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Significant Scots
The Very Reverend Principal Hugh Watt


On the 5th September, 1968, Principal Hugh Watt died at the age of 88. Appointed to the Chair of Church History in New College in 1919, for 30 years he taught generation after generation of students, winning their respect and affection, and retaining both, for they all knew that he followed their careers with unfailing interest and could always be relied upon for friendly advice and encouragement. From 1921 to 1945 he served the College as its devoted Secretary, carrying its load of administration with unflappable cheerfulness and infallible grasp of detail, writing meantime its Centenary History. In 1946 he was appointed Principal and just before his retirement in 1950 he was fittingly honoured by being elected Moderator of the General Assembly.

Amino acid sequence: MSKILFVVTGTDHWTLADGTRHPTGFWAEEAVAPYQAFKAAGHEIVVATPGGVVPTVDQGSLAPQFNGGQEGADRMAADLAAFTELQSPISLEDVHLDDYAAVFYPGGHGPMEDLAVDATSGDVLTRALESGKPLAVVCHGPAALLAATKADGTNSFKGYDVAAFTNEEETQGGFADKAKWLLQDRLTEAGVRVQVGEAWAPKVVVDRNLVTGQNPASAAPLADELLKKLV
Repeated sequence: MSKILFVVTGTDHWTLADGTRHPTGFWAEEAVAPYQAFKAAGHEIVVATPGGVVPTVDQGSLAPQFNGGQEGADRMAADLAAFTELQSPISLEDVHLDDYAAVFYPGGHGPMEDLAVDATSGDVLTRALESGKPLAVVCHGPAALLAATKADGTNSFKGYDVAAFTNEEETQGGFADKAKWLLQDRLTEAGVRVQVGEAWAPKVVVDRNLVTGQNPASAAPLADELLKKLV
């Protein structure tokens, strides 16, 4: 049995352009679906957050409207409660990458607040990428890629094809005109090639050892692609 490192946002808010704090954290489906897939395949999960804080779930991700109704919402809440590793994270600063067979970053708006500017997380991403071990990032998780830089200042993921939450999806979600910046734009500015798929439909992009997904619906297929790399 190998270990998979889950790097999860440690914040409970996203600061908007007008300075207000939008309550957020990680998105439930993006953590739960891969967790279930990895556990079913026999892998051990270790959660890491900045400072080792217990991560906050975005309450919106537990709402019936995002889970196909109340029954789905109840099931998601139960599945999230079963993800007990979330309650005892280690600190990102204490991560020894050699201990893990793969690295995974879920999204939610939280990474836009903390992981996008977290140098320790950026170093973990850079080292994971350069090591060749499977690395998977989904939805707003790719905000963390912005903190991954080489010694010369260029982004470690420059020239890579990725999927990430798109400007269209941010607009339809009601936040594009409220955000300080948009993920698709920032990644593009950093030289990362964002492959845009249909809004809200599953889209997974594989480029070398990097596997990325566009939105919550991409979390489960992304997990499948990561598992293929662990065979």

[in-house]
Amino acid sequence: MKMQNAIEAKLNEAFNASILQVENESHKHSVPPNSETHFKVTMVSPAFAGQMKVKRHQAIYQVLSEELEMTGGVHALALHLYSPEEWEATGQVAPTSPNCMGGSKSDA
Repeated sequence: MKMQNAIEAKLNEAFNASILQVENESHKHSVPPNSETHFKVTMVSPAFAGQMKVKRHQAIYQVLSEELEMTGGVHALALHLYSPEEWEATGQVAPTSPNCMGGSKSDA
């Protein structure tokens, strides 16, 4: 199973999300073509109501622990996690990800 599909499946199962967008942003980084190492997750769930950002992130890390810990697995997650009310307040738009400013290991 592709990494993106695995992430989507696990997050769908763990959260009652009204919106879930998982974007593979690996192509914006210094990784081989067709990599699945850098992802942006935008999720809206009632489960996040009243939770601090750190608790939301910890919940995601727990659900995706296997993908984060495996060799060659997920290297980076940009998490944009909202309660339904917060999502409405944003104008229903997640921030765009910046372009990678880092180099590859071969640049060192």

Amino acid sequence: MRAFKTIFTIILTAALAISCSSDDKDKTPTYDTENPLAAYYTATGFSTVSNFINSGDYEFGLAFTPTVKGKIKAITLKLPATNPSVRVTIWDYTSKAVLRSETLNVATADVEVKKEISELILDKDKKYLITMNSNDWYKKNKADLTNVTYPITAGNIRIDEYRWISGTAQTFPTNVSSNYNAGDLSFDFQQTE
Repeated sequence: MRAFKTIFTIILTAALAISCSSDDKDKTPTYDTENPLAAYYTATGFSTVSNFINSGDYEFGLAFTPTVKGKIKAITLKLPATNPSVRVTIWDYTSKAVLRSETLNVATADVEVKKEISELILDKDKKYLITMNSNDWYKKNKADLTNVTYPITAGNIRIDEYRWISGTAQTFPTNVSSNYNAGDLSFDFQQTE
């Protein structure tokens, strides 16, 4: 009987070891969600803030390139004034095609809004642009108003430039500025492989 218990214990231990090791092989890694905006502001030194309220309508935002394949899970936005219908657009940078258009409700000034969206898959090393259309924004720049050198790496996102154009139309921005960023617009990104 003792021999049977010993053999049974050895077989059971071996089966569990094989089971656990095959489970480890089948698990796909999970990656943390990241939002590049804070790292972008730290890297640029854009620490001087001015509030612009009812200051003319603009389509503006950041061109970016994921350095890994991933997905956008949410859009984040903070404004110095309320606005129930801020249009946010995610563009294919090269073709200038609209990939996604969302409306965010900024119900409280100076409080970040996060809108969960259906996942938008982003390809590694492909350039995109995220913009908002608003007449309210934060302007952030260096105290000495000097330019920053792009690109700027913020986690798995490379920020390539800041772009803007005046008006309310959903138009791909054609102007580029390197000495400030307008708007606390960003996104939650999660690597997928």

His contribution to scholarship includes his Representative Churchmen of Twenty Centuries which shows the breadth of his range. But his chief interest was in Scottish Church History and in this field his knowledge was, one may say, uncanny! It is illustrated, but only in part, by his Thomas Chalmers and the Disruption and John Knox in Controversy. A large-scale work on the Scottish Reformation, on which he had been working for many years, is unhappily left in an unfinished state. In the affairs of the Scottish Church History Society, of which he was long a member and to which he contributed a number of learned papers, he took a deep interest, and was its President from 1938 to 1941.

It was a happy gesture, and one that gave him much pleasure, when some members of the Society, many of them his former students, honoured him with a Festschrift, a volume of essays on Scottish Church History, presented on the 60th anniversary of his ordination, a testimony to the inspiration derived from the teaching of their Professor.


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